An even better way to solve the problem would be to overhaul national bank rescue schemes or, in a pinch, temporarily de-privatize the banking sector, something that has proven effective in the United States and in Sweden. For Germany, the move would be virtually irrelevant as nearly two-thirds of banks are already in state hands, and that figure is even higher in Greece.

With regard to the euro crisis: instead of letting French President Nicolas Sarkozy steer, Mrs. Merkel should grab the wheel herself, rally together other countries that are financially and economically in the same frame as Germany, break away from the eurozone and create a "nordeuro."" This is not the place to go into the details of how that could be done. Suffice it to say that it would work the same way the euro was introduced, just in reverse. If it was possible to make a single currency out of 17 different ones, then it should be not be difficult to turn one currency into two.

The advantages are clear: no German-financed transfer union, no run on the banks and minimized chances of chaos. Furthermore, a devalued euro would help nurse economies from Greece to France back to health and protect against higher inflation.

Finally, with regard to the debt crisis: two currencies better suited to the economic and financial cultures of adhering countries would ultimately save countries trying to solve their own debt crises from having to get involved in the affairs of others.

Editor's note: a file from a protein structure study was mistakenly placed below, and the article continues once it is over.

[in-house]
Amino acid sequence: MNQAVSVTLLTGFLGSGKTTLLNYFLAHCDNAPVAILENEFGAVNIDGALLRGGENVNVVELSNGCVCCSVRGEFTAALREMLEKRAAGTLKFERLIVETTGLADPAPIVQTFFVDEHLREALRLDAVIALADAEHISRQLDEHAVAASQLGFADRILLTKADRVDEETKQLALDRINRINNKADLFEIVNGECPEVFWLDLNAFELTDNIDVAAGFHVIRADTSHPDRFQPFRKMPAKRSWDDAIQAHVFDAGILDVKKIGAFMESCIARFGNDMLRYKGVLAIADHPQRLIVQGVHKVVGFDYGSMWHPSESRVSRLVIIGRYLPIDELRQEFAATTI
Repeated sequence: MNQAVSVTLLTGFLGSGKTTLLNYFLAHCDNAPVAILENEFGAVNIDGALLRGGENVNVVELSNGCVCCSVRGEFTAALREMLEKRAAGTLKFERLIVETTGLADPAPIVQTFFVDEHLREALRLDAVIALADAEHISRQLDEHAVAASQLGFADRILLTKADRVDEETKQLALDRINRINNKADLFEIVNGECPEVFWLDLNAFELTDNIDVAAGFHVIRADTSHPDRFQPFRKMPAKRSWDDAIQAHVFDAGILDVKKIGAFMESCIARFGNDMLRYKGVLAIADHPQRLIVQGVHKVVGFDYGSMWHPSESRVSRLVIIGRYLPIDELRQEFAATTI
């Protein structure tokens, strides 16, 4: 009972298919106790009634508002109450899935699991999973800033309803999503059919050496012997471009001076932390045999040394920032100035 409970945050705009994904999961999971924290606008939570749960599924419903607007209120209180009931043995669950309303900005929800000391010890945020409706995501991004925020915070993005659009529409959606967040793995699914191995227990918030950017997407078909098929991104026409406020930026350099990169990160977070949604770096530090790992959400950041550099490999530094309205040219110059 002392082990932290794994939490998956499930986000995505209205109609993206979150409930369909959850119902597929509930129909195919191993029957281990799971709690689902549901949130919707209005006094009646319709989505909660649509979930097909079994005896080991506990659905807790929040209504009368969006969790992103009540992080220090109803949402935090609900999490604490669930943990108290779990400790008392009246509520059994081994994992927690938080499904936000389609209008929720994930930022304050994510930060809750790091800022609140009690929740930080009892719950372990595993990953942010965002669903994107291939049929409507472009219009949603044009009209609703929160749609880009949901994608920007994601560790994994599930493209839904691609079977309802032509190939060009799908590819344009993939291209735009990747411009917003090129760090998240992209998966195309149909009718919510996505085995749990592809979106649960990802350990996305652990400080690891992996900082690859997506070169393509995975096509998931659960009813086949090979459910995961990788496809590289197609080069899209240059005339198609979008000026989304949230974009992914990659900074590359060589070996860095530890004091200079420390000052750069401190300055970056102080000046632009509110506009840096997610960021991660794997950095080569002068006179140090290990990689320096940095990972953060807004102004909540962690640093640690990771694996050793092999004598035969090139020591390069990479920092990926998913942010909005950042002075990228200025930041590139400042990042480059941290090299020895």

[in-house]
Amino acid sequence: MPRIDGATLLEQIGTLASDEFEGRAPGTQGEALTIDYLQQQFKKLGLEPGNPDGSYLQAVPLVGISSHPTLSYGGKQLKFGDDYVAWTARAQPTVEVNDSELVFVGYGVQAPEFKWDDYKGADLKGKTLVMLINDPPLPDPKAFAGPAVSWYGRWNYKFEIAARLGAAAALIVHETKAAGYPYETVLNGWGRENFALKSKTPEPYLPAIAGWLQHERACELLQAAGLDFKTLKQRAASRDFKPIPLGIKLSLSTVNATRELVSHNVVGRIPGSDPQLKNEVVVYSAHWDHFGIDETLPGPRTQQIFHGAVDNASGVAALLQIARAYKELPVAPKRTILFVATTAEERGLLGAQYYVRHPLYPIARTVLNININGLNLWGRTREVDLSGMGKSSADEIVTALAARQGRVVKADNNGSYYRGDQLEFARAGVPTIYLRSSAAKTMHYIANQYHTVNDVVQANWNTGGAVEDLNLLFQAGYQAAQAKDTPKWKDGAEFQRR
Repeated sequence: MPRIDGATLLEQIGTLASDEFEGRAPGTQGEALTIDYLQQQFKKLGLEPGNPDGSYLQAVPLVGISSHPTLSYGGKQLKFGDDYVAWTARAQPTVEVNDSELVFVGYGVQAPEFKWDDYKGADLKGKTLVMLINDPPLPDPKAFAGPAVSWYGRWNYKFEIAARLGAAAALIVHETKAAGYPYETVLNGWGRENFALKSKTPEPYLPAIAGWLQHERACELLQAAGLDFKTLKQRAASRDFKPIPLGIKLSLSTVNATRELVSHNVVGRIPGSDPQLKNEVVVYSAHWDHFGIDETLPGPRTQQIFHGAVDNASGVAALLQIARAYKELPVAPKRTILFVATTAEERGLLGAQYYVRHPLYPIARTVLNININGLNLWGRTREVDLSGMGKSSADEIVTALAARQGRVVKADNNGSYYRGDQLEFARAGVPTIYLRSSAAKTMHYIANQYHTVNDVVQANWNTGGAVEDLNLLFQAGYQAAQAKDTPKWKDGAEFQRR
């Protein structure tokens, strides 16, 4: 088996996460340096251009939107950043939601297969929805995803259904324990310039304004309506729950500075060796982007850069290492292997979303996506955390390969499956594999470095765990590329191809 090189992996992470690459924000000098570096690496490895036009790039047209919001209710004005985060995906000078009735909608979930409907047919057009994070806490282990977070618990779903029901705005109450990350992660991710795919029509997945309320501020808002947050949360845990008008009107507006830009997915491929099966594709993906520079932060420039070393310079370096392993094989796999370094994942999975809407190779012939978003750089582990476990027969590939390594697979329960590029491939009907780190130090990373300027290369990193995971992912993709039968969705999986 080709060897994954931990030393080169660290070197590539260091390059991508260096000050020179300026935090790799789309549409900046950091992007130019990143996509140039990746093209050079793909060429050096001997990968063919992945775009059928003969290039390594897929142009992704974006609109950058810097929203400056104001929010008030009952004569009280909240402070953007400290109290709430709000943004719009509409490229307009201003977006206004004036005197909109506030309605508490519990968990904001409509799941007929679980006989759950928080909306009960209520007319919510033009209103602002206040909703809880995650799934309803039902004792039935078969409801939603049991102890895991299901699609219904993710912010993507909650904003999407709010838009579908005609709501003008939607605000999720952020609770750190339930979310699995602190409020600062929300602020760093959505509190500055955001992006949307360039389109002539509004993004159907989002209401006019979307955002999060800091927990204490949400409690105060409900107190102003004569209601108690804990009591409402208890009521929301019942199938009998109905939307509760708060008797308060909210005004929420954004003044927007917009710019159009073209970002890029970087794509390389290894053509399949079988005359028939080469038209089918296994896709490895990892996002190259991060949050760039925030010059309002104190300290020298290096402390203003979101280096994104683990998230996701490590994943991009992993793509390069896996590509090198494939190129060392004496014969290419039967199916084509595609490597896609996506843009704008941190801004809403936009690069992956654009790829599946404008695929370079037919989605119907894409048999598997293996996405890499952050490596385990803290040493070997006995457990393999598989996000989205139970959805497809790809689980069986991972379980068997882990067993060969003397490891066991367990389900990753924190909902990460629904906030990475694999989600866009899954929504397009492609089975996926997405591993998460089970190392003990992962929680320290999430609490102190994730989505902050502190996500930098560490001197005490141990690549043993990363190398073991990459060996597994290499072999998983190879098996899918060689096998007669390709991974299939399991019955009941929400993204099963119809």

There are of course disadvantages to Plan C. A revalued "nordeuro"" would impact German exports negatively. Yet the fact that we import some 45% of our exports would make that a manageable risk. Nor would we be able to get out of the single currency without a generous farewell gift, for example some debt cancellation. But let's face it: we weren't likely to see that money again under Plan A or Plan B either.

In view of the current "euro rhetoric"" we're hearing from politicians, I see very little chance of a Plan C. On the other hand: who would have thought even a few months ago that Mrs. Merkel would be steering us the wrong way with regard to European energy policy? Maybe when she sees that voters are going to react to further rescue packages the way they reacted to Fukushima she'll make a rapid u-turn and head back in the right direction.

Read the original article in German.

Photo - Uggboy/Ugggirl

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FOCUS: Russia-Ukraine War

Searching For Marianna, A Pregnant Doctor From Mariupol Held Captive By The Russians

We’ve heard about the plight of the soldiers-turned-prisoners from Mariupol. Here are some traces of the disturbing fate of a young female doctor who’s been taken away.

A paper dove reads "Mariupol" at a shelter for displaced children in Uzhhorod, western Ukraine.

Paweł Smoleński

"Wait for me, because I will return…"

Marianna Mamonova wrote these words to her family, among the text messages and short phone calls that are the only remaining fragments used to piece together her recent past. We also have a photo of her, posted on Russian websites, where she looks into the lens, gaunt and exhausted, signed with a number like a concentration camp prisoner.

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Until the Russian-Ukrainian war, Mamonova’s biography was available to anyone who wanted to know. She was born in 1991, studied at the Ternopil Medical University, and later at the Kyiv Military Academy. After completing her studies, she was sent to work in the coastal city of Berdiansk. Her mother says that this is where her daughter's dream came true: She’d always wanted to be a military doctor, and worked in Berdiansk for three years, receiving the rank of officer in the Ukrainian army.

Beginning in 2014, she’d worked stints as a front-line doctor in the Donbas region, and when Russia invaded Ukraine in February she went to war again. This time in Mariupol.